As mentioned in an earlier post, I’ve been reading Rumsfeld’s Rules, a bit of a memoir by former Congressman, Secretary of Defense (twice over), and CEO Donald Rumsfeld. Much of the book is highlighted by quotes which have influenced him in various stages of his life. One of his anecdotes references the Maginot Line, a multi-layered defensive system created by the French after World War I along their border with Germany, intended to protect France from any future invasion from Germany. The Maginot Line would have proven a rather effective defense, had Germany used similar strategies in World War II as they had in World War I. Obviously the Nazis were quite successful in their invasion of France, quickly conquering and occupying the nation. The difference was that the Nazis were fighting a new war, whereas France was preparing to fight the last war – which is the quote Rumsfeld references with this anecdote.
What can we learn from this in emergency management and homeland security? It can’t possibly apply to us, can it? Obviously we base many of our plans and preparations on disasters of the past. We have an in-depth trove of information from sources like LLIS which allow us to learn from past disasters. Much of our hazard analysis is based upon what occurred in the past. We study past disasters, examining them from inception through recovery, arm-chair quarterbacking all facets of response – from command, to organization, to logistics. From this we learn what practices to embrace and what needs to be improved upon. Since we’re quoting, it was Benjamin Franklin who said “Experience the best teacher.”
To the contrary, we have a rather prolific saying in emergency management that no two disasters are alike. So why all this effort to examine the past? There is a lot to be learned from the past. As previously mentioned, we spend a lot of time and effort examining earlier disasters so we can learn from them. While every disaster is different, there are also many commonalities – all of which we can better prepare for. The past also puts disasters and their magnitude in context for us. We can’t be stuck in the past, however. While the next disaster may have similarities to one passed, there will be differences. It is our job and our responsibility to predict to the greatest extent of our efforts what the impacts will be of future disasters, as well as the hazards they will stem from. Yes we must learn from the past, but we must always look to the future.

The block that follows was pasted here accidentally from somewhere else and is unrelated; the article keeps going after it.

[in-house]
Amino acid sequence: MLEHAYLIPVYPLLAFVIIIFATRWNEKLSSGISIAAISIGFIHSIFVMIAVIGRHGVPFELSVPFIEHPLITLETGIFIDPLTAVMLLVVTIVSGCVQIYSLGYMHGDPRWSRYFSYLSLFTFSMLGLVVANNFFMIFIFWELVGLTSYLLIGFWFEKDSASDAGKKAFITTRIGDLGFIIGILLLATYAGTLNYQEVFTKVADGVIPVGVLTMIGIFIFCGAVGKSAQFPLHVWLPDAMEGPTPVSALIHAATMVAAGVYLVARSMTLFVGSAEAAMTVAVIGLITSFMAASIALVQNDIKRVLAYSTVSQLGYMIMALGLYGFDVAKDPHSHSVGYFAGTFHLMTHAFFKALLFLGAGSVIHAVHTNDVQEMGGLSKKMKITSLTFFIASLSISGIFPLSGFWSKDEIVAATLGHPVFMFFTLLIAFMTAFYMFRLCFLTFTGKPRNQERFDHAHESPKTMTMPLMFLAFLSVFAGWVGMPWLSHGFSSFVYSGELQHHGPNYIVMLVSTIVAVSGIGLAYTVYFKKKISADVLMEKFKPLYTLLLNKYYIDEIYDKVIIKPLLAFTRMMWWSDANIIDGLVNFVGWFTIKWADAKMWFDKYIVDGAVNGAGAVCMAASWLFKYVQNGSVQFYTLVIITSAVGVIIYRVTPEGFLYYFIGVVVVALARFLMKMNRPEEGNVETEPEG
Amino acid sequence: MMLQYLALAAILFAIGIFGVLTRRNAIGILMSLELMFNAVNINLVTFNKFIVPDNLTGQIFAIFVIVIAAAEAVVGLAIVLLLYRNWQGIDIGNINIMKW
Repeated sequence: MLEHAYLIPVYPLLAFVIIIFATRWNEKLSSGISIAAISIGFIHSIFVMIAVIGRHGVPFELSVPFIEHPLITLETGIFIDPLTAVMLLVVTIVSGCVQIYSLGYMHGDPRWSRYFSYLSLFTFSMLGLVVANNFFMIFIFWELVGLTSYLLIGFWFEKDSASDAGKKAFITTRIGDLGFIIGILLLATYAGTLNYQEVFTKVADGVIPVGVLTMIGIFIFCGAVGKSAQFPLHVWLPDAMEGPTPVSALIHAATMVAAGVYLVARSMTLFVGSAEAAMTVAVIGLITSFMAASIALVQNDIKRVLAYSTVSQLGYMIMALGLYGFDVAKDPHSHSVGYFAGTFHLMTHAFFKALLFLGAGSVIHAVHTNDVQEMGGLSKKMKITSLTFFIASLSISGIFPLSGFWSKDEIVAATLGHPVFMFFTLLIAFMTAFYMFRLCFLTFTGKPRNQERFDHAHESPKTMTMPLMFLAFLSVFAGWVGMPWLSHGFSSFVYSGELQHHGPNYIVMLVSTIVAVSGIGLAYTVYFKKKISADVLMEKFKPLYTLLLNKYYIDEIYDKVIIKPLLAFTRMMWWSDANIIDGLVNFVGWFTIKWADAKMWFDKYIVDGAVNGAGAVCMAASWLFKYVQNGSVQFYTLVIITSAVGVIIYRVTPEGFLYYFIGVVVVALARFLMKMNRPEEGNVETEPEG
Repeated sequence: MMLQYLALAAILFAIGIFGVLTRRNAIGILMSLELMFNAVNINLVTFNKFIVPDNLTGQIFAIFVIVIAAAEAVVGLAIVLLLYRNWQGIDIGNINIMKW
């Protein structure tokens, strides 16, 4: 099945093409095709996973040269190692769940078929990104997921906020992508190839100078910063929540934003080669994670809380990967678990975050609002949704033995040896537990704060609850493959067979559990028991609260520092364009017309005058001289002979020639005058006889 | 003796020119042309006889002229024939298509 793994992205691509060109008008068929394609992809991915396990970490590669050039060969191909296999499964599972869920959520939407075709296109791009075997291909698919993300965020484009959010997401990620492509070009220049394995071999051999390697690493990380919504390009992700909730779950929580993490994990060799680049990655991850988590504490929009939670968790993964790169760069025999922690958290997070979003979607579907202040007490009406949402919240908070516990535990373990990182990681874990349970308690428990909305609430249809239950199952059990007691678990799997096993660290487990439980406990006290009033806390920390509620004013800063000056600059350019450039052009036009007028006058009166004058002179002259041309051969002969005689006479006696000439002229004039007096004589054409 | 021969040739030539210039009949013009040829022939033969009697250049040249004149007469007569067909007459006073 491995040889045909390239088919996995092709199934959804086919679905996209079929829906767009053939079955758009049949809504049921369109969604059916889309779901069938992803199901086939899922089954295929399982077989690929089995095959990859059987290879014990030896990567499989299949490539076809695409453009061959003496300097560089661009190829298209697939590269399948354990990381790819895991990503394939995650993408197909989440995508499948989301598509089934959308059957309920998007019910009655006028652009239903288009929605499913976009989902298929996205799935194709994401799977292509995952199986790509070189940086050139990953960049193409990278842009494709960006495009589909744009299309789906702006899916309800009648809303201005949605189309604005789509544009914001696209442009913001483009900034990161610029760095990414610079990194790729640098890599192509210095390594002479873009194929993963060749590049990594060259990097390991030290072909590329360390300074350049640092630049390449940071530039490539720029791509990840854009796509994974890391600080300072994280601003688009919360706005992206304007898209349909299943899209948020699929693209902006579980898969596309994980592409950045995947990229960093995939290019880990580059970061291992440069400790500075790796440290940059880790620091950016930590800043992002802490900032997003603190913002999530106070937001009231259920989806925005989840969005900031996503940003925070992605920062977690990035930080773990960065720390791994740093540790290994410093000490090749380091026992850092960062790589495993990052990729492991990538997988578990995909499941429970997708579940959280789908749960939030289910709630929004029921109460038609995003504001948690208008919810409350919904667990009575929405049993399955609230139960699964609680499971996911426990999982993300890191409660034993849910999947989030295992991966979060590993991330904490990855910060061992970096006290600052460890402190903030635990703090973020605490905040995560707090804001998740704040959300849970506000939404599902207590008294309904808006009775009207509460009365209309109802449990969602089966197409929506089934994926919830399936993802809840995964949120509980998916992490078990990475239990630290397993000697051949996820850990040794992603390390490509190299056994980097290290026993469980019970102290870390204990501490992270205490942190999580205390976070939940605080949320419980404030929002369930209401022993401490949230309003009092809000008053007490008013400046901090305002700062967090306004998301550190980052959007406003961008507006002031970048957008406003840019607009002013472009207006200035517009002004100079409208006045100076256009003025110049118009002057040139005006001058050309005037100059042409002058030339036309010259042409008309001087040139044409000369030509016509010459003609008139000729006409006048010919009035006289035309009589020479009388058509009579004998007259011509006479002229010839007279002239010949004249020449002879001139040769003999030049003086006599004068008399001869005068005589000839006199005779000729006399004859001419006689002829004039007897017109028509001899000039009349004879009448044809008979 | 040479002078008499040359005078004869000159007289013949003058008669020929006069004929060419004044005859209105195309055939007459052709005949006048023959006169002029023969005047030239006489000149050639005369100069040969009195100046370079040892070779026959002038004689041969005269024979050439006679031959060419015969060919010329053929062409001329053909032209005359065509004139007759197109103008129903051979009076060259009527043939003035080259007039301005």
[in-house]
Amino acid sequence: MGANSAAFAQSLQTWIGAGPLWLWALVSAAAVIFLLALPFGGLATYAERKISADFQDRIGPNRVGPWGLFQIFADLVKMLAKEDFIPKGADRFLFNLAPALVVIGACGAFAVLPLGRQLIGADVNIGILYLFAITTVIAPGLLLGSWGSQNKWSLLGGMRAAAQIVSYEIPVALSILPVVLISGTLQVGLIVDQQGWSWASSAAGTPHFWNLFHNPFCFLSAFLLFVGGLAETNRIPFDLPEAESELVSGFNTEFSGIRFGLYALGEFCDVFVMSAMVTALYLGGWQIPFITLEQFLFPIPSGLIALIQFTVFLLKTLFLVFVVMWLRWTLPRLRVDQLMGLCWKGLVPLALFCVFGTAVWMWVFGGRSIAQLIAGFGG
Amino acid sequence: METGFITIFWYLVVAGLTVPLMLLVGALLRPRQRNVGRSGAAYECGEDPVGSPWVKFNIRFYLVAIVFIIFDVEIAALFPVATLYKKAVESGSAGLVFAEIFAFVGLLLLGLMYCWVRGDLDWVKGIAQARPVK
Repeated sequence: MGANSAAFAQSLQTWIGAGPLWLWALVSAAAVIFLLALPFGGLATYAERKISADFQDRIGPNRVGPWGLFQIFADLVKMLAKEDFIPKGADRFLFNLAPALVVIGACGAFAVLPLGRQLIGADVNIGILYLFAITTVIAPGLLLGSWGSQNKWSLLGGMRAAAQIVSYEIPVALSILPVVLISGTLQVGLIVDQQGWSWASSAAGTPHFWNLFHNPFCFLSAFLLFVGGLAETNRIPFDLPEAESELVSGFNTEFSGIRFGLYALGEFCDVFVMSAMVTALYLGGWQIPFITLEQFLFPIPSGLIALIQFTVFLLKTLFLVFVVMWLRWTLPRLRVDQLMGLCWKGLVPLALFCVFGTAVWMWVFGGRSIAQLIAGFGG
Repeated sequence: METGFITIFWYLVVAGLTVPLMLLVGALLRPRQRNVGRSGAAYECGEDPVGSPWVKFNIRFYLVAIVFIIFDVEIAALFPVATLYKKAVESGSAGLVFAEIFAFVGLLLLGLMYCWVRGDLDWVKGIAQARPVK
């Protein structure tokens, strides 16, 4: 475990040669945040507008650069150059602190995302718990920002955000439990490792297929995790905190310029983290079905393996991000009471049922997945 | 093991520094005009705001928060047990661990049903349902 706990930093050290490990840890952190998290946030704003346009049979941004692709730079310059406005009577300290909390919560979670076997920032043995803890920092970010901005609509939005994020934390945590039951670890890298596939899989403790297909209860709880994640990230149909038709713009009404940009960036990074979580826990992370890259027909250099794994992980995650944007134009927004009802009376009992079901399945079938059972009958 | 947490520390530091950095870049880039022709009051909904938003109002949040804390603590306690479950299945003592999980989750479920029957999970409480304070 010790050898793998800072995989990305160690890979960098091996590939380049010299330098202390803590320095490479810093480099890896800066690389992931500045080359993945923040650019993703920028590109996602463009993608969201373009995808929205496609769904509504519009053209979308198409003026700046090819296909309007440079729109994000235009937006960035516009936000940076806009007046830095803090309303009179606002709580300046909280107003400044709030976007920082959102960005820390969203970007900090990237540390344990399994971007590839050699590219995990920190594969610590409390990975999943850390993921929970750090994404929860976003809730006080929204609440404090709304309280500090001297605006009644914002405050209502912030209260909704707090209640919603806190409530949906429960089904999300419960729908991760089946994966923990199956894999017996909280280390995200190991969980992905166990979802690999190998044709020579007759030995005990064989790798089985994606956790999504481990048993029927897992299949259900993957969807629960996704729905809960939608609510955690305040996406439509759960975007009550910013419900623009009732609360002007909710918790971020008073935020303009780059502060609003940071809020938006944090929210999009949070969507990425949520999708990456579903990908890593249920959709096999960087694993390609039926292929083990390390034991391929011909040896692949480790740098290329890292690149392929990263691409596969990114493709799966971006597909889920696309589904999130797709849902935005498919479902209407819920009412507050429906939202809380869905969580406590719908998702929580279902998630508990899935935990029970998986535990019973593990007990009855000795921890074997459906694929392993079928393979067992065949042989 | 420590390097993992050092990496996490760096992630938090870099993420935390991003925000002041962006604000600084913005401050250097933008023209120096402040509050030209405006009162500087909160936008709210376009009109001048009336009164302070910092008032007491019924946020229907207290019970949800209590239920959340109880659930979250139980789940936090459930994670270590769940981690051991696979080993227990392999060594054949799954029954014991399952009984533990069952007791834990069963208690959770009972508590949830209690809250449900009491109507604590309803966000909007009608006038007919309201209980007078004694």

How do we look into the future? Reconvene your planning groups and discuss this new context. Engage members to continually reassess what is changing – in the climate, the geography and landscape, and the new or changed technological hazards in our areas. We must look beyond our borders both literally and figuratively as I outlined in a previous post, and consider all possibilities. Use exercises which introduce scenarios new to us instead of those based upon disasters of the past to help us contextualize this and better prepare.
My challenge to you – Take an honest look at your plans, policies, procedures, and training – are you preparing to fight the last war or the next one?
© 2014 Timothy Riecker